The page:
Annotation as Research and Pre-writing

Annotation as Research and Pre-writing 2017-05-25T22:23:54+00:00

This assignment was created by Sean Hackney for students at Joliet Township High School. It moves from collaborative annotation as class discussion to individual annotation as research methodology, culminating in a final argumentative essay. You can view the assignment in its entirety here. You can also check out this exemplary student’s annotation of one of the articles she researched.

Purpose: This assignment is designed for you to develop an argument based on the careful reading of a minimum of four articles or essays, centered around the same subject, as found on The Electric Typewriter, synthesizing ideas that both support and contradict a position you develop about your chosen subject.

We will practice the kind of careful reading you will need to do for this assignment using David Foster Wallace’s Harper’s Magazine article, “Ticket to the Fair.” Annotations of the text will be made using Hypothes.is. We will discuss how to make annotations using Hypothes.is and also what annotations should consist of.

Every annotation you publish should use the course tag, westrhet, so that we can easily curate annotations.

The argument you make should be generated from annotations you made (or that you read from others) in the various articles.

Assignment: Compose an argument of 1000+ words that fulfills the purpose of the assignment.

Genre: Your argument should follow the pattern below as it best fits:

  • Introduction
  • Background information that states the issue being discussed
  • Offer your point-of-view (I Say) with support from the sources you read.
  • Acknowledge opposition or complications to your argument (They Say) using your ideas plus the sources you read.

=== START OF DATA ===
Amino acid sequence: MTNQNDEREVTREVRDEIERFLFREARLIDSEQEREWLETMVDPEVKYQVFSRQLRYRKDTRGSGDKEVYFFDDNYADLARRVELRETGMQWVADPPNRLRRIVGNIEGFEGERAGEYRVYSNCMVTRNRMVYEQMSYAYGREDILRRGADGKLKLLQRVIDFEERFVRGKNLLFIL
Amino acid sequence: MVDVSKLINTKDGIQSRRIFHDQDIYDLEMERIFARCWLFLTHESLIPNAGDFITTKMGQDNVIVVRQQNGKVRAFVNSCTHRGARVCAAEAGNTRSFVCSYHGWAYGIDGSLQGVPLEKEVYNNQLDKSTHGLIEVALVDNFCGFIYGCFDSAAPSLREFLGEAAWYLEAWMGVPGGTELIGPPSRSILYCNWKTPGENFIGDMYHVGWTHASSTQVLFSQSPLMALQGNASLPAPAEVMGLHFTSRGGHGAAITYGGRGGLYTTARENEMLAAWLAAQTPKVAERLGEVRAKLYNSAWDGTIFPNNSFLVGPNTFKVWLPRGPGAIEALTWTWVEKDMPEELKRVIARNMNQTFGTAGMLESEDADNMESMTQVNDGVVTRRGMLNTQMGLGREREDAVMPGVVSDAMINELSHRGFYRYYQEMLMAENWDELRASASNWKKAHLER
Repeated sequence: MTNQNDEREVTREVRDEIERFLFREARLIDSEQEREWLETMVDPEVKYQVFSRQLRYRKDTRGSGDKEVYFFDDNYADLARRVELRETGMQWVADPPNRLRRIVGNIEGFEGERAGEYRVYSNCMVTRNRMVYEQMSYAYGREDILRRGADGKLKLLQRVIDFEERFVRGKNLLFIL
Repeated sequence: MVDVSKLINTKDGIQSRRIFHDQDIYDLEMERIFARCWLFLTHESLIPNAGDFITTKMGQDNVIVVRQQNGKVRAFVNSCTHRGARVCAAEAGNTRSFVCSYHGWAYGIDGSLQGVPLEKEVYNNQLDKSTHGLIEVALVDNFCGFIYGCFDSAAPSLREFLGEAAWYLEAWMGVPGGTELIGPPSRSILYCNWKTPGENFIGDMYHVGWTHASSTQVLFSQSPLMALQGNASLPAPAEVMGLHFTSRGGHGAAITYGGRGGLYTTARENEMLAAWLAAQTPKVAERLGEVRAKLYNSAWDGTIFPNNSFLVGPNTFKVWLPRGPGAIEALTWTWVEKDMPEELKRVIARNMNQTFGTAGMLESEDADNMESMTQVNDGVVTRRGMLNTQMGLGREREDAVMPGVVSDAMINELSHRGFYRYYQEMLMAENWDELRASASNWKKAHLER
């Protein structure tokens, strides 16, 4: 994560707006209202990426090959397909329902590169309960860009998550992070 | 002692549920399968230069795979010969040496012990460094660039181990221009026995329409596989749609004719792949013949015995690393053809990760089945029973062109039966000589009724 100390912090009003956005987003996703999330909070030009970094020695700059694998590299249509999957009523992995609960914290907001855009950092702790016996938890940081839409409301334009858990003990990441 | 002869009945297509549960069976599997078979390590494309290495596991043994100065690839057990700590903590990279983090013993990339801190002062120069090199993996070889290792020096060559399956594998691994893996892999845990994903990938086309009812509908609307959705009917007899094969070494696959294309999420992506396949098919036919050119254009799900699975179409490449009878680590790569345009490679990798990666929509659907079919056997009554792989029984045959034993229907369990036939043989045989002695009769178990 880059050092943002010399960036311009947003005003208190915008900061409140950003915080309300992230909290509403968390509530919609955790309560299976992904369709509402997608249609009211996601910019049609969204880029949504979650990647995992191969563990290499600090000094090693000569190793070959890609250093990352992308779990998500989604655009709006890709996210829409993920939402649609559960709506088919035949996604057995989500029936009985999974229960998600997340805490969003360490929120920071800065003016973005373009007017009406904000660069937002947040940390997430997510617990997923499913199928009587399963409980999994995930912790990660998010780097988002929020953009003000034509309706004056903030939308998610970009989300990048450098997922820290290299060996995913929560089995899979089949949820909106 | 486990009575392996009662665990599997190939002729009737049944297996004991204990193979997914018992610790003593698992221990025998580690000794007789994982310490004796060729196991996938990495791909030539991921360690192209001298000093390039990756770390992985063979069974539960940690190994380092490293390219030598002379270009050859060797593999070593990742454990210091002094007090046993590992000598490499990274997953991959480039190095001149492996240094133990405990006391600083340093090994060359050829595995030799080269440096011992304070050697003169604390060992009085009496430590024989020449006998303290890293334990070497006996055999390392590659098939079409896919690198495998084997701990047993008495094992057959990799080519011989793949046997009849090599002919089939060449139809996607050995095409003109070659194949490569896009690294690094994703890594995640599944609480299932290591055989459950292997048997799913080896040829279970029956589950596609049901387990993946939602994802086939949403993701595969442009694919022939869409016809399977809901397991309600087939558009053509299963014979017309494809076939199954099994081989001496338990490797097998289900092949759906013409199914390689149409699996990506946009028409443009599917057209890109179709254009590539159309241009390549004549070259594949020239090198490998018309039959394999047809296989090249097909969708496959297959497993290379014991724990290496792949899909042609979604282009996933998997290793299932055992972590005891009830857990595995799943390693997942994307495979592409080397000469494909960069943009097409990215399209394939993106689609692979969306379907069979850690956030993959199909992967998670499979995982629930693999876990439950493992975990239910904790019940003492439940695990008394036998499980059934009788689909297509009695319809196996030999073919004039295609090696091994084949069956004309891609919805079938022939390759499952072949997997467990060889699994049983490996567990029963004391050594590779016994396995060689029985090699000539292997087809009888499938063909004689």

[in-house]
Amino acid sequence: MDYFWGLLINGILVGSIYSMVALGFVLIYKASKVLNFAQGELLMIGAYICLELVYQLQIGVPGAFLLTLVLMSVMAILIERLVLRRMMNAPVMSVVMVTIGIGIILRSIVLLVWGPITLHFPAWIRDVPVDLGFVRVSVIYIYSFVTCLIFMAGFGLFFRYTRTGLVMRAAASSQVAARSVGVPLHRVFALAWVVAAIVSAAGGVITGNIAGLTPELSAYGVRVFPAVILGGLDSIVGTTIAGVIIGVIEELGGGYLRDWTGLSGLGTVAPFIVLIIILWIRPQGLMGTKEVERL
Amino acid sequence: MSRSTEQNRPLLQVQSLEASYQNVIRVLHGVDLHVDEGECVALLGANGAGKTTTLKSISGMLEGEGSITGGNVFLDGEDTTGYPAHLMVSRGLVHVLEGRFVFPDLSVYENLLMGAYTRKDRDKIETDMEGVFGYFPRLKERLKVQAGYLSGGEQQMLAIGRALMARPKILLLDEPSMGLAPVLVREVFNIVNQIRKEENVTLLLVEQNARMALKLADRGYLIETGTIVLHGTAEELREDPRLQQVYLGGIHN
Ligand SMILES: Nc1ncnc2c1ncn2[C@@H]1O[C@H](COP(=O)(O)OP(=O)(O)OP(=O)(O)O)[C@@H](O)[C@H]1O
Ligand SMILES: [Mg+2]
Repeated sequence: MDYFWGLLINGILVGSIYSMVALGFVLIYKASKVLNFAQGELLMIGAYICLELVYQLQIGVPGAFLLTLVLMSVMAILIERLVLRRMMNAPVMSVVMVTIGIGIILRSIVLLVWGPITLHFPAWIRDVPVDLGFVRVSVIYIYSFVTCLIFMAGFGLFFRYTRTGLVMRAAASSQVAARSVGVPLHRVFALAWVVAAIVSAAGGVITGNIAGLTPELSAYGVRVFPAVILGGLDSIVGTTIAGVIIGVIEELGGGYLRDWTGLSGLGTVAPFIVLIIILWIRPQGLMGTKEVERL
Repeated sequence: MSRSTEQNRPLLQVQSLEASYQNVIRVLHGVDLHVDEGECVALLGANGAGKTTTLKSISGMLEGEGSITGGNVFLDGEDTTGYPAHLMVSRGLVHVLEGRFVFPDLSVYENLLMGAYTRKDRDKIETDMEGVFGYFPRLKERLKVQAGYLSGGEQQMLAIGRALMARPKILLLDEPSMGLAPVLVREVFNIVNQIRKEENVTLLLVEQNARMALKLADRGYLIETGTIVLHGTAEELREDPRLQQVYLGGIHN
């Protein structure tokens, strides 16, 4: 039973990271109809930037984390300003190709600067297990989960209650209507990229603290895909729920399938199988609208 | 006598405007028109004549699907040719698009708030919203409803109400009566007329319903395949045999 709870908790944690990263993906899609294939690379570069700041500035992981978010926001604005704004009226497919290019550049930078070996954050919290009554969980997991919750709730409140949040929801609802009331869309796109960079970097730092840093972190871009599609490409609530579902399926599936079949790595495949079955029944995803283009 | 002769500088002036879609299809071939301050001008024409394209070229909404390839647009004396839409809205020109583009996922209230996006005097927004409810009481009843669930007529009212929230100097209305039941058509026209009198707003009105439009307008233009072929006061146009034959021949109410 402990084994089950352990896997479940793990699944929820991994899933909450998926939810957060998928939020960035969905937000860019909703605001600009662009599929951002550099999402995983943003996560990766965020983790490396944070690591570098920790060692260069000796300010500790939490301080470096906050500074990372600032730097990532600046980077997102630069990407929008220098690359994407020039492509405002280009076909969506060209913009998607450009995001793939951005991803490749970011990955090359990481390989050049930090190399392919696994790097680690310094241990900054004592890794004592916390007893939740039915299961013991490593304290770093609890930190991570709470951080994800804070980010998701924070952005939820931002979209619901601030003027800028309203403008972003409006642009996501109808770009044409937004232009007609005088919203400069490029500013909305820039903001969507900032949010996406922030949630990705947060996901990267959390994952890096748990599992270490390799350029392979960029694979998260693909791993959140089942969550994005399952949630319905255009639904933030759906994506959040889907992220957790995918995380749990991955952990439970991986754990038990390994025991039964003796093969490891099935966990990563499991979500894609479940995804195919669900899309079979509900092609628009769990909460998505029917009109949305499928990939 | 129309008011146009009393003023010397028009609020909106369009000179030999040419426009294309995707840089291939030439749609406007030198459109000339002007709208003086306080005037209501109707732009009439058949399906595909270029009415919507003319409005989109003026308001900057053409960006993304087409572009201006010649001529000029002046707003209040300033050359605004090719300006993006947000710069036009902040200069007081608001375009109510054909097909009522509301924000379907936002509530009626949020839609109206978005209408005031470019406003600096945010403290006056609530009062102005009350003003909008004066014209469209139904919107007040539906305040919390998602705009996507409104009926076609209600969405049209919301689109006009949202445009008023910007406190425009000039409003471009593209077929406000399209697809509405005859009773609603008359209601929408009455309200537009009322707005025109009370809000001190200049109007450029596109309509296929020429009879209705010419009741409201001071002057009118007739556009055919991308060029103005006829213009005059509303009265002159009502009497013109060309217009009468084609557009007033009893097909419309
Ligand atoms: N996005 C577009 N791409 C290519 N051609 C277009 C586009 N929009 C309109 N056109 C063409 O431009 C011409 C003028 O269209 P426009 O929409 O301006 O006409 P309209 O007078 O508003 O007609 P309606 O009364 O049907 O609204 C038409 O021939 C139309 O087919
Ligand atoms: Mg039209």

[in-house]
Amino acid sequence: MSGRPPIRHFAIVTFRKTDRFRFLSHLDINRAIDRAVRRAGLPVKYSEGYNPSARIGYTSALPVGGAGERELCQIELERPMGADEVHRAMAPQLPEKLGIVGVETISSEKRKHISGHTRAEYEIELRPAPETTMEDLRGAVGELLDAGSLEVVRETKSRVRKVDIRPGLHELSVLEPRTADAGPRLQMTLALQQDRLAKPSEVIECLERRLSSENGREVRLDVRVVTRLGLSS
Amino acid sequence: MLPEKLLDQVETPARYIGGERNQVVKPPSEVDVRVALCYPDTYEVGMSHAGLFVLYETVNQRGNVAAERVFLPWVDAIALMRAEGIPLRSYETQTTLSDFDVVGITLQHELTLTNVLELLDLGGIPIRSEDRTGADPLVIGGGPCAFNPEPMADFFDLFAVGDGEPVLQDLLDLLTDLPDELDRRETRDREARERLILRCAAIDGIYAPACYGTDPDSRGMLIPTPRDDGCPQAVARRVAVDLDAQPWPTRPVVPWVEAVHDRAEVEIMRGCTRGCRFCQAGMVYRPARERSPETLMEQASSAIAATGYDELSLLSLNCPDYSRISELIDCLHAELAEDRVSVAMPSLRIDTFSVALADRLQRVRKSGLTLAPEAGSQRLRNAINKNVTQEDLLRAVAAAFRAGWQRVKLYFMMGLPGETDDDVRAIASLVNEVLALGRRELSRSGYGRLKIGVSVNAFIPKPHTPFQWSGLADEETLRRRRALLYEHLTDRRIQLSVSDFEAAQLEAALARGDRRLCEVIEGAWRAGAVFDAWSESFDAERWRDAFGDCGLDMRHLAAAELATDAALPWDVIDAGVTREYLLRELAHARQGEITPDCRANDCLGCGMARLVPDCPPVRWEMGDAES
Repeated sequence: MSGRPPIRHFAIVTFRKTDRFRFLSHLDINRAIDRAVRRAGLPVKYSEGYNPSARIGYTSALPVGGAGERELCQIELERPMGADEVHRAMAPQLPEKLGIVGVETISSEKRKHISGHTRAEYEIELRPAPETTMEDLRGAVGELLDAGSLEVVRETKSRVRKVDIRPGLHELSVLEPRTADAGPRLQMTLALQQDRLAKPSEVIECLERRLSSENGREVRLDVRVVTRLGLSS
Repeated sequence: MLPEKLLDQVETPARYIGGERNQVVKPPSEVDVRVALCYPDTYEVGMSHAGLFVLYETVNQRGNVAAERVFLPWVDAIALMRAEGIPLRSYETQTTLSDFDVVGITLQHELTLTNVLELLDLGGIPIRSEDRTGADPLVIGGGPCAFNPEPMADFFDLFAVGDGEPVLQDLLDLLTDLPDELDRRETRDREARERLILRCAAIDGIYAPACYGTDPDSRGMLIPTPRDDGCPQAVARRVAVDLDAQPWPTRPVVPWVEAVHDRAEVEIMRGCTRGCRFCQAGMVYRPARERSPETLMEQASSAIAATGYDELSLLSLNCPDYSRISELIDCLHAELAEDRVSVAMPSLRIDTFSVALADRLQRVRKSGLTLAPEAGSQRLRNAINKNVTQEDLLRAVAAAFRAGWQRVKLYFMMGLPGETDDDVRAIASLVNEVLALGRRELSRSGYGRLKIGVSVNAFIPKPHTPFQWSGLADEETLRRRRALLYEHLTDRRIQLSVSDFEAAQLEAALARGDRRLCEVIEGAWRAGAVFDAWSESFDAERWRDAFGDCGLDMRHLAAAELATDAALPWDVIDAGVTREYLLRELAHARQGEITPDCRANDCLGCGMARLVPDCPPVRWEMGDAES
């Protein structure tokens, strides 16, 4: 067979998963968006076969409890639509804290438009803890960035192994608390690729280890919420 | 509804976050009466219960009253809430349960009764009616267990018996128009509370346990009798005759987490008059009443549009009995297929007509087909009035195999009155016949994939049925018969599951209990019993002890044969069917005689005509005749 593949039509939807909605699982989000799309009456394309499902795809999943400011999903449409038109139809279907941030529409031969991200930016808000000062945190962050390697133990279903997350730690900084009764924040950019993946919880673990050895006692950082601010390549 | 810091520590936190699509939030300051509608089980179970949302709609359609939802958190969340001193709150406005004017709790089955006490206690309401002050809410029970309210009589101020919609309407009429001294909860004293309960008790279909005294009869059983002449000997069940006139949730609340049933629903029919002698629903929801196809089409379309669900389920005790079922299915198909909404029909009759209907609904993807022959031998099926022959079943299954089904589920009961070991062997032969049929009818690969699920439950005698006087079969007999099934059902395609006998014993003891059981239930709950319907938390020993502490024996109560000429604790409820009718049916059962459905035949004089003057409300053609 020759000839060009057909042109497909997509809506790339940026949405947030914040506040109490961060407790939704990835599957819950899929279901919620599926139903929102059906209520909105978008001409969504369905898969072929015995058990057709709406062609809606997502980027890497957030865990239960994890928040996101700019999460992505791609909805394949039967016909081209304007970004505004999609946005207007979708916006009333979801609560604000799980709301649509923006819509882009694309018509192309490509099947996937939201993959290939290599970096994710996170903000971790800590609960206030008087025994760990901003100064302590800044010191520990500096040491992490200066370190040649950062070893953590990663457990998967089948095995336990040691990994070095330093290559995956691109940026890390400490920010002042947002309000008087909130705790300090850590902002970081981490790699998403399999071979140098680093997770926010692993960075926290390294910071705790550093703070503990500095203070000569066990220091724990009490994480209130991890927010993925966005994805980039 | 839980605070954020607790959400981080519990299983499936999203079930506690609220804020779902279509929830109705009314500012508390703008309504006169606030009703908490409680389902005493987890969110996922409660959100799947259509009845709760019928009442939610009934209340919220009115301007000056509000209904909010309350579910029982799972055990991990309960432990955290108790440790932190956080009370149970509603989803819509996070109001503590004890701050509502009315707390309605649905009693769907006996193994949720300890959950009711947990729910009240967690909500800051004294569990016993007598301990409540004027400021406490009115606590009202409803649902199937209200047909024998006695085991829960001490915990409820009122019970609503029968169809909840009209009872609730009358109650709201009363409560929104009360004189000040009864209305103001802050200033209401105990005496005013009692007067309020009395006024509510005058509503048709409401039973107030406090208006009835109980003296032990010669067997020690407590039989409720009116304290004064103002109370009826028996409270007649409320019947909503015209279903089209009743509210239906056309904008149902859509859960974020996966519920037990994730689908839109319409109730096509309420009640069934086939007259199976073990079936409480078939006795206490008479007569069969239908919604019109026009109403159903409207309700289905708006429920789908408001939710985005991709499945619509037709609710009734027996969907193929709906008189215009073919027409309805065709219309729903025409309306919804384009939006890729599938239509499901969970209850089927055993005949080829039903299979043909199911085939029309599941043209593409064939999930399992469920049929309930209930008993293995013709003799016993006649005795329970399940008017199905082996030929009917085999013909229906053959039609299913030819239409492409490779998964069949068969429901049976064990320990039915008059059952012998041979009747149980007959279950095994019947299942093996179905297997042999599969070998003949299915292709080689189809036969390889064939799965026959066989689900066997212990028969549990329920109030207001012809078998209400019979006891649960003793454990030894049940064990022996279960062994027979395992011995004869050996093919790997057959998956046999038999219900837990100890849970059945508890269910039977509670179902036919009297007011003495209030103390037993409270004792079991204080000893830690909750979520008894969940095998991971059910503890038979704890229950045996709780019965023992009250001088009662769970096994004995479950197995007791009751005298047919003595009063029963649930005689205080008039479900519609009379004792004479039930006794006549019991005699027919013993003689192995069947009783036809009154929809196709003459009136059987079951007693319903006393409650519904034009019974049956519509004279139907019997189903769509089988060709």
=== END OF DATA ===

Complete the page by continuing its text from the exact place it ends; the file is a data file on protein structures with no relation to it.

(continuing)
• Offer a rebuttal to the opposing side using your best argument strategies.
    • Please consult They Say/I Say in order that you include the expectations of argument.

Note: At this point in the year your knowledge of how to write arguments (college essays) is well developed. Now the emphasis moves from how you are writing to what you are arguing. As your 102 instructor, I’m assuming that you understand how to construct an argument (college essay), so I want to read what you have to say about the subject you have chosen to read about. Establish your voice (the evaluation paper should have helped you relax a bit and find how you can sound like you when writing) and make sure to include evidence for all of the claims that you make.

Sources: Minimum of 4 sources from The Electric Typewriter. All sources must be documented on a Works Cited page and you should include links to the articles in your paper and on the Works Cited page. This isn’t necessarily required, but with digital scholarship it makes sense to include links to sources.

Bonus points (not really, but you get the idea…): Reply to a classmate’s annotation in the text(s) that you read. You may even decide to include something a classmate said in an annotation from one of your text’s in your essay.

Audience: You will have the option of including a link to your “published to web” Google Doc as an annotation on The Electric Typewriter.

Length: 1000+ words

Due Date: Friday, February 19th, by the start of class.

Format/Medium/Layout: You will submit a formal college essay with MLA headings, headers, title, font, format and spacing, along with a Works Cited page, but you are encouraged to digitize the essay where appropriate.

Stance: You will make an argument about some facet of the subject you focused on for your reading.

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